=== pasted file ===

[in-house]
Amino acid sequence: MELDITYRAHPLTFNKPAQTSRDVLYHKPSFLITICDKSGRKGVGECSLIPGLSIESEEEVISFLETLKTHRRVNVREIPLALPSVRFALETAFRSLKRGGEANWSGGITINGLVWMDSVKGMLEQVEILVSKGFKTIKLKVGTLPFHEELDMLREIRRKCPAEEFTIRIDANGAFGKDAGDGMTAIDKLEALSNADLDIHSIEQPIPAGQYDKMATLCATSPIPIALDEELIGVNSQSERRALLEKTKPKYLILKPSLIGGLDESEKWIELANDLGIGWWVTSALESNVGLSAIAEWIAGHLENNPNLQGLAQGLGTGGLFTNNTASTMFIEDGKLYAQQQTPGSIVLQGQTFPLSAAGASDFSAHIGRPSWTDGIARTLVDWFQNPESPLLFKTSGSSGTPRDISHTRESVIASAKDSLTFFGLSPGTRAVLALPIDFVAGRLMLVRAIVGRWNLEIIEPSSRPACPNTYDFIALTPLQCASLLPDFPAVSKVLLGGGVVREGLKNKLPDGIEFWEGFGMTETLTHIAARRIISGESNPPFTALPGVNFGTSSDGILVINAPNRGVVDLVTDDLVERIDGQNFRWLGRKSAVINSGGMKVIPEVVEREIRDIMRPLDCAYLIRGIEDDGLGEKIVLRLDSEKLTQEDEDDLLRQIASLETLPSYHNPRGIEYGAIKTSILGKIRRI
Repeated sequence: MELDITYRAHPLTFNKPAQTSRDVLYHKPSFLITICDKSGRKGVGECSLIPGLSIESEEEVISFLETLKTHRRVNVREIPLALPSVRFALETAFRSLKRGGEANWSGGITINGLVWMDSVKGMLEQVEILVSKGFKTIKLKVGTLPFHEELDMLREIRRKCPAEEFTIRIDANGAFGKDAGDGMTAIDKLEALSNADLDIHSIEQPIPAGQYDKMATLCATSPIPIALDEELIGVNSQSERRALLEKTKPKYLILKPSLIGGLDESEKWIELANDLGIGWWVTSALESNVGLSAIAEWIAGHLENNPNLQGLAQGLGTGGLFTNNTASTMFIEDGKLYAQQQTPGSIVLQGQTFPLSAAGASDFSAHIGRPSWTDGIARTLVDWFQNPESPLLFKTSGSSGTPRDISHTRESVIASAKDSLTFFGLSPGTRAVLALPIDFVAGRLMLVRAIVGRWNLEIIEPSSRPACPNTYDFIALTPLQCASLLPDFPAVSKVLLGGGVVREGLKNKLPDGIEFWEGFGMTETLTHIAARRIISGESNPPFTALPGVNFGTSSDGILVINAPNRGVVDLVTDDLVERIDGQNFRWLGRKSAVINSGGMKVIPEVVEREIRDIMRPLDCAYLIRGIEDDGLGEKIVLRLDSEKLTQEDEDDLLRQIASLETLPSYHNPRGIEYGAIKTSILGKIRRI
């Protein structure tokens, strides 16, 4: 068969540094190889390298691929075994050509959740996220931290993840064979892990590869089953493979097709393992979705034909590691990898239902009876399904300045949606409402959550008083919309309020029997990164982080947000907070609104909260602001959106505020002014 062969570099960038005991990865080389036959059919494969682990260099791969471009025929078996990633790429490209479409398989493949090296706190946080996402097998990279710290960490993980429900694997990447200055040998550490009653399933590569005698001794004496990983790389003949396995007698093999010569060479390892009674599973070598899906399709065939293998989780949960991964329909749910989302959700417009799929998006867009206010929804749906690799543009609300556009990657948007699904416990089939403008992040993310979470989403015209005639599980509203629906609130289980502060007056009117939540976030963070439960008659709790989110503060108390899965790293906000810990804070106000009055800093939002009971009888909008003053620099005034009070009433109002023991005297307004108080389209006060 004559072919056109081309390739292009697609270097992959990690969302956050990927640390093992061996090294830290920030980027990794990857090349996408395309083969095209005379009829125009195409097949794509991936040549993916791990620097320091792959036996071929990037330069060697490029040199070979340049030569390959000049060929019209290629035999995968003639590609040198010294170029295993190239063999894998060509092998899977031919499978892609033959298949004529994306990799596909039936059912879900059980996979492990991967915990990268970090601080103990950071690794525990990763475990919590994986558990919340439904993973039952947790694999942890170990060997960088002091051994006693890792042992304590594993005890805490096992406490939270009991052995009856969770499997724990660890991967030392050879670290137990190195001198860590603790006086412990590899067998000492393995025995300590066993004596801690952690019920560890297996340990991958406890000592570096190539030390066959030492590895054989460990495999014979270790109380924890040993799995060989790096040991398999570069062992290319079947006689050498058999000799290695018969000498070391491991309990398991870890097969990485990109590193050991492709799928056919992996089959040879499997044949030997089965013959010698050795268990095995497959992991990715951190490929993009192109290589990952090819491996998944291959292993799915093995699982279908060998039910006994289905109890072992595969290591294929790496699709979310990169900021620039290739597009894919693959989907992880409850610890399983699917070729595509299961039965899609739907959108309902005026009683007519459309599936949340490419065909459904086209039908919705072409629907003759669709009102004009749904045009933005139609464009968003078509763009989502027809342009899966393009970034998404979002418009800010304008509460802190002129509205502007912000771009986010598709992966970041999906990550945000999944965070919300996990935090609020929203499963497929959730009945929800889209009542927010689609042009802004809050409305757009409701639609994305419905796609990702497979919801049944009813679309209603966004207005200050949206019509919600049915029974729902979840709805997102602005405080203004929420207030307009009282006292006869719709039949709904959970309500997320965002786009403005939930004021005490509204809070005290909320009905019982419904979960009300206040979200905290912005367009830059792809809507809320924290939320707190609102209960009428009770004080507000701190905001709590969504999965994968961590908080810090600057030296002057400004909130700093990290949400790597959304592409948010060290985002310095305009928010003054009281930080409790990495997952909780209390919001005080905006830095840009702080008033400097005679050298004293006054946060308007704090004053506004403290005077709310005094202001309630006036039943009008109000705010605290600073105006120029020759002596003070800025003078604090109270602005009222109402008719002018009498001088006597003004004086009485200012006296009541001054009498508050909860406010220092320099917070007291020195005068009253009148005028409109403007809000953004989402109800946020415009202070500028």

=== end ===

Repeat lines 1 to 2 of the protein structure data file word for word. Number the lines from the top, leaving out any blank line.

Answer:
[in-house]
Amino acid sequence: MELDITYRAHPLTFNKPAQTSRDVLYHKPSFLITICDKSGRKGVGECSLIPGLSIESEEEVISFLETLKTHRRVNVREIPLALPSVRFALETAFRSLKRGGEANWSGGITINGLVWMDSVKGMLEQVEILVSKGFKTIKLKVGTLPFHEELDMLREIRRKCPAEEFTIRIDANGAFGKDAGDGMTAIDKLEALSNADLDIHSIEQPIPAGQYDKMATLCATSPIPIALDEELIGVNSQSERRALLEKTKPKYLILKPSLIGGLDESEKWIELANDLGIGWWVTSALESNVGLSAIAEWIAGHLENNPNLQGLAQGLGTGGLFTNNTASTMFIEDGKLYAQQQTPGSIVLQGQTFPLSAAGASDFSAHIGRPSWTDGIARTLVDWFQNPESPLLFKTSGSSGTPRDISHTRESVIASAKDSLTFFGLSPGTRAVLALPIDFVAGRLMLVRAIVGRWNLEIIEPSSRPACPNTYDFIALTPLQCASLLPDFPAVSKVLLGGGVVREGLKNKLPDGIEFWEGFGMTETLTHIAARRIISGESNPPFTALPGVNFGTSSDGILVINAPNRGVVDLVTDDLVERIDGQNFRWLGRKSAVINSGGMKVIPEVVEREIRDIMRPLDCAYLIRGIEDDGLGEKIVLRLDSEKLTQEDEDDLLRQIASLETLPSYHNPRGIEYGAIKTSILGKIRRI